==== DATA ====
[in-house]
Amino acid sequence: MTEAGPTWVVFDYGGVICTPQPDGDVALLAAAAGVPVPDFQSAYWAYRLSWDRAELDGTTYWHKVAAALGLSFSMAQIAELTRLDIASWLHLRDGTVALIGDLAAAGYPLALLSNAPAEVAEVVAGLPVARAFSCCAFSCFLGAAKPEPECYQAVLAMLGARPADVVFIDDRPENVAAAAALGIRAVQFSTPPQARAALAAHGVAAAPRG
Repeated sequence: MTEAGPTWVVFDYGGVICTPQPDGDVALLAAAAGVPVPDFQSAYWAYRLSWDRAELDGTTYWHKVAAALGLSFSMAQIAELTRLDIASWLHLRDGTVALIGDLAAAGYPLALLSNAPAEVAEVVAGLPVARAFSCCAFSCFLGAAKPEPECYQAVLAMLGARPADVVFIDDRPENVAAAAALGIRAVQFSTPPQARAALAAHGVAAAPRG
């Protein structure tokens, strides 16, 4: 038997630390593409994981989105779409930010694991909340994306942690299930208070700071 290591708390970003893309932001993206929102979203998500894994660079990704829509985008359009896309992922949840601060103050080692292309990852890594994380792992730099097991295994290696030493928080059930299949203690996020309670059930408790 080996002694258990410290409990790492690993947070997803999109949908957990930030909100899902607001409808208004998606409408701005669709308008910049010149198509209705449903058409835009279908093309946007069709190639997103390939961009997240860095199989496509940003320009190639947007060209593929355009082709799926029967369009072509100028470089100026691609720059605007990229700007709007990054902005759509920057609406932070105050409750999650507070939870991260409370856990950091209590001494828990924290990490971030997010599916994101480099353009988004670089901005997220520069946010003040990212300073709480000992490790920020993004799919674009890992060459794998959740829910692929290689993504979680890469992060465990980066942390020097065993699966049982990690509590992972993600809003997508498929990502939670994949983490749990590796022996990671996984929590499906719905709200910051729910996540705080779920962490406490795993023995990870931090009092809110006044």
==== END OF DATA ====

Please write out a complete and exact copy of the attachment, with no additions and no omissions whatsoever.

[in-house]
Amino acid sequence: MTEAGPTWVVFDYGGVICTPQPDGDVALLAAAAGVPVPDFQSAYWAYRLSWDRAELDGTTYWHKVAAALGLSFSMAQIAELTRLDIASWLHLRDGTVALIGDLAAAGYPLALLSNAPAEVAEVVAGLPVARAFSCCAFSCFLGAAKPEPECYQAVLAMLGARPADVVFIDDRPENVAAAAALGIRAVQFSTPPQARAALAAHGVAAAPRG
Repeated sequence: MTEAGPTWVVFDYGGVICTPQPDGDVALLAAAAGVPVPDFQSAYWAYRLSWDRAELDGTTYWHKVAAALGLSFSMAQIAELTRLDIASWLHLRDGTVALIGDLAAAGYPLALLSNAPAEVAEVVAGLPVARAFSCCAFSCFLGAAKPEPECYQAVLAMLGARPADVVFIDDRPENVAAAAALGIRAVQFSTPPQARAALAAHGVAAAPRG
């Protein structure tokens, strides 16, 4: 038997630390593409994981989105779409930010694991909340994306942690299930208070700071 290591708390970003893309932001993206929102979203998500894994660079990704829509985008359009896309992922949840601060103050080692292309990852890594994380792992730099097991295994290696030493928080059930299949203690996020309670059930408790 080996002694258990410290409990790492690993947070997803999109949908957990930030909100899902607001409808208004998606409408701005669709308008910049010149198509209705449903058409835009279908093309946007069709190639997103390939961009997240860095199989496509940003320009190639947007060209593929355009082709799926029967369009072509100028470089100026691609720059605007990229700007709007990054902005759509920057609406932070105050409750999650507070939870991260409370856990950091209590001494828990924290990490971030997010599916994101480099353009988004670089901005997220520069946010003040990212300073709480000992490790920020993004799919674009890992060459794998959740829910692929290689993504979680890469992060465990980066942390020097065993699966049982990690509590992972993600809003997508498929990502939670994949983490749990590796022996990671996984929590499906719905709200910051729910996540705080779920962490406490795993023995990870931090009092809110006044």